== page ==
Knights of the Opera Table 2019: How’d My Favorite Opera Critics Do?

Public domain knight illustration by Paul Mercuri: .

Public domain knight illustration by Paul Mercuri:

I wrote a blog report a year ago on professional opera critics whose beats are in the mid-Atlantic, in which I proclaimed my appreciation for the work they do as journalists and as knowledgeable arbiters of the good.  I deemed them Knights of the Opera Table who champion the shining examples of opera productions and slay the weak ones.  But I also claimed that some reviews and reviewers are better than others, so the reviewers deserve some scrutiny themselves.  So, how did the critics in the mid-Atlantic do this past year?  Well, here is my quasi-scholarly review, or as with all of my blog reports, one fan’s opinion.

What do I expect of professional critics?  First of all, I expect that a critic will be knowledgeable and experienced in their area of coverage and use that expertise to provide insights and relevant information about performances and performers.  Unfortunately, information about the backgrounds of critics is often difficult to find; see my Critics web page for information I culled together on backgrounds of some of the critics.  Second, I expect a critic to be a good journalist, providing an informative and balanced report on what happened at a performance.  Lastly, I expect them to be objective and critical in reporting on what measured up to or exceeded professional standards and what did not.  I always read reviews either before or after I see a performance to compare my views with an experienced professional critic. I learn more about opera that way and, I believe, enhance my enjoyment of opera that way.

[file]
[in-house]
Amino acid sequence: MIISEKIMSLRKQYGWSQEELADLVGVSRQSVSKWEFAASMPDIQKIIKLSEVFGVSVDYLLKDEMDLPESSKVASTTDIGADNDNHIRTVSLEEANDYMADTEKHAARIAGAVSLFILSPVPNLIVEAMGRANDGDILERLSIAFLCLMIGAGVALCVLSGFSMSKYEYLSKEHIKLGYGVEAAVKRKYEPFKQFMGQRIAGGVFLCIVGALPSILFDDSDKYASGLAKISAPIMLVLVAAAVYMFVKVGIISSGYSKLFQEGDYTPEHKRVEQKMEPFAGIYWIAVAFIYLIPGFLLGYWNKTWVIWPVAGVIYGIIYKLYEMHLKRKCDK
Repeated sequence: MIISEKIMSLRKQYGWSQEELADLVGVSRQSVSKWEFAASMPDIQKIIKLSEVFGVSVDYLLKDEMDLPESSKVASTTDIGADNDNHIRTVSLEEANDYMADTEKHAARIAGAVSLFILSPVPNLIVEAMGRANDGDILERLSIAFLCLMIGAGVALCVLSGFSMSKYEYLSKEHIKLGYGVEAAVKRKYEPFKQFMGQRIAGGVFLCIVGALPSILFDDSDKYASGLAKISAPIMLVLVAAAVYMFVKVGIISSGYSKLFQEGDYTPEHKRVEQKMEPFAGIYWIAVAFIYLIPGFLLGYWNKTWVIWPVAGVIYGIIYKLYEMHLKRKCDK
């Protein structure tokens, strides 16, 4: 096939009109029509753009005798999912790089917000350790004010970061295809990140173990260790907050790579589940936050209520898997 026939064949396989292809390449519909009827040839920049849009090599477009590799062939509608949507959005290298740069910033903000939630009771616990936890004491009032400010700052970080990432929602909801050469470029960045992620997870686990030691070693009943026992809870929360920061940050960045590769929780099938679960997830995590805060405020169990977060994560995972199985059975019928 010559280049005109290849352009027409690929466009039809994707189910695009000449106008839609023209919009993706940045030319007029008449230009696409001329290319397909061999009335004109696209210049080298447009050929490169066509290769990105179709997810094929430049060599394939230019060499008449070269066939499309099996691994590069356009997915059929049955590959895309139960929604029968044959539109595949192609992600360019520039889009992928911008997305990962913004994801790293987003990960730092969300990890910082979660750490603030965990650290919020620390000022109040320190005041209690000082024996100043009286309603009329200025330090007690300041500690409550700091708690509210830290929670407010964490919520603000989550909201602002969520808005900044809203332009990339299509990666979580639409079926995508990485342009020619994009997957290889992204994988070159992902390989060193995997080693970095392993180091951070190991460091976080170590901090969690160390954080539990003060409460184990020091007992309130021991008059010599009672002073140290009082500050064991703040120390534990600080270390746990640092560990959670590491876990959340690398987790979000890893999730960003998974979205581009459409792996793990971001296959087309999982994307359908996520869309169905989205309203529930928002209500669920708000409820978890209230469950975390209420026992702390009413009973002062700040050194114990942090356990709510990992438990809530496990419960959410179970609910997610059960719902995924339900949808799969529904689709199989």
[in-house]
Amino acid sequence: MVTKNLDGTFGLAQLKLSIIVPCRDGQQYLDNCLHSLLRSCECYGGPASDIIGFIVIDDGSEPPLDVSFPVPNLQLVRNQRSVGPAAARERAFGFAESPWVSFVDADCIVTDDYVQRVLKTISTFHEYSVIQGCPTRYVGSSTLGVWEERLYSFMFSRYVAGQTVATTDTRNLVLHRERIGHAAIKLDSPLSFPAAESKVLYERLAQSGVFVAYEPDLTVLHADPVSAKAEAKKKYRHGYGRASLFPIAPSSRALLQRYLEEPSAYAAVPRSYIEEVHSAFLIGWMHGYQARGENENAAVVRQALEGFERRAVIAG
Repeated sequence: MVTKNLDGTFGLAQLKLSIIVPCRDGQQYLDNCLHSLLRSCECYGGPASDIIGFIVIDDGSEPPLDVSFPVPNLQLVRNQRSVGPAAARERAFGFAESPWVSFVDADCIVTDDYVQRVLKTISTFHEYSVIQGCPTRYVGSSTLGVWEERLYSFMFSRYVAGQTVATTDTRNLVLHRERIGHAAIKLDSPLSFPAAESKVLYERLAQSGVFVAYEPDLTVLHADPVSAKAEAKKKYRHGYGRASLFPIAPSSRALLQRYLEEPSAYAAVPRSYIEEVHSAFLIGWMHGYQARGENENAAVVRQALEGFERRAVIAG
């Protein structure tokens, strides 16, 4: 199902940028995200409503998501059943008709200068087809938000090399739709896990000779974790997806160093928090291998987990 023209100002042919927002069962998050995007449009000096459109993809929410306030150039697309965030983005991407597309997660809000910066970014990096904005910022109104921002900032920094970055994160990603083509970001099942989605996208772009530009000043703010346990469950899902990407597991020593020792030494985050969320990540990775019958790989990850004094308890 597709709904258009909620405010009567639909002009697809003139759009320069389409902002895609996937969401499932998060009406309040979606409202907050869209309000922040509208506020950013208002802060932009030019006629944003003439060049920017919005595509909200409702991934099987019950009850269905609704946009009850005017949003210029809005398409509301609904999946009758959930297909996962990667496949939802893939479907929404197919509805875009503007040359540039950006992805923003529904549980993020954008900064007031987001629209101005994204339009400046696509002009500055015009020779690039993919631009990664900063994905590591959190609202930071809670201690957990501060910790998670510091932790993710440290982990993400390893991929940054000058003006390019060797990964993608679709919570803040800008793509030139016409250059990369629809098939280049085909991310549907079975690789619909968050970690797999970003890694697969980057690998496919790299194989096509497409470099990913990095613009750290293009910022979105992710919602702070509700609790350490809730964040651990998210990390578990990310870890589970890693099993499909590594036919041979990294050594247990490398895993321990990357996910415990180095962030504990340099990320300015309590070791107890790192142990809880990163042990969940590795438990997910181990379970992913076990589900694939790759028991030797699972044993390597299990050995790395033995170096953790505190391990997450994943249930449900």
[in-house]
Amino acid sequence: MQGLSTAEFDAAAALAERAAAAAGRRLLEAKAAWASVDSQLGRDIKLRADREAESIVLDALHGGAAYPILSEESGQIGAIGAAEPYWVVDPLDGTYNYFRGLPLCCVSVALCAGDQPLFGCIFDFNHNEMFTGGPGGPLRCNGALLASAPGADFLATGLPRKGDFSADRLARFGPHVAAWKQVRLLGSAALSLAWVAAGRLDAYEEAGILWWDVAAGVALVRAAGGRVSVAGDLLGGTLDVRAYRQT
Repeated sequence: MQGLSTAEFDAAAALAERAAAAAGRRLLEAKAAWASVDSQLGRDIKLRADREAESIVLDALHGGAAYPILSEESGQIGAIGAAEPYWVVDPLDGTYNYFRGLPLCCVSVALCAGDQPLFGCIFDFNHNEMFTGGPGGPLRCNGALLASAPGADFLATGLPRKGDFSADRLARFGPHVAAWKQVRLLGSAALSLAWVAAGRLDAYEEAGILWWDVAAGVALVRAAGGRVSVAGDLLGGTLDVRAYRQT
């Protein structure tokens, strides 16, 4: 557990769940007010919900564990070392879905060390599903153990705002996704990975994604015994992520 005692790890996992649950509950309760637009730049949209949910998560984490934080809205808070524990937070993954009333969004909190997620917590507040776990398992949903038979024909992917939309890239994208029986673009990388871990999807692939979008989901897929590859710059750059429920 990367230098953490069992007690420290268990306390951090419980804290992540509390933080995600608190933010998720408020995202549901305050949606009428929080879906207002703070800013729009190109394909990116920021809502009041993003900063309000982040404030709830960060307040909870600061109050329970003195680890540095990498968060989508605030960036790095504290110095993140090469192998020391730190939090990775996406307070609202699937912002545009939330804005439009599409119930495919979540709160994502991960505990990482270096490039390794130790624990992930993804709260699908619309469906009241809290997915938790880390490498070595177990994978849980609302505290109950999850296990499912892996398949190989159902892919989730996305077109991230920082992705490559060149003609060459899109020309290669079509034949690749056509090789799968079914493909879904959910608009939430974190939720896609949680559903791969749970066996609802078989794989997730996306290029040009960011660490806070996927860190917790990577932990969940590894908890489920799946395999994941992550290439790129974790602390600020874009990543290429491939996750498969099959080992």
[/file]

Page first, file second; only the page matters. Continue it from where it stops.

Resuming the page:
I should mention that I live in the DC area and tend to read more reports by DC critics because I see more operas in this area and have the Washington Post delivered each morning.  However, I make pilgrimages to Philly and Pittsburgh (and NYC) at least once a year, and I check for reviews of all operas in those areas.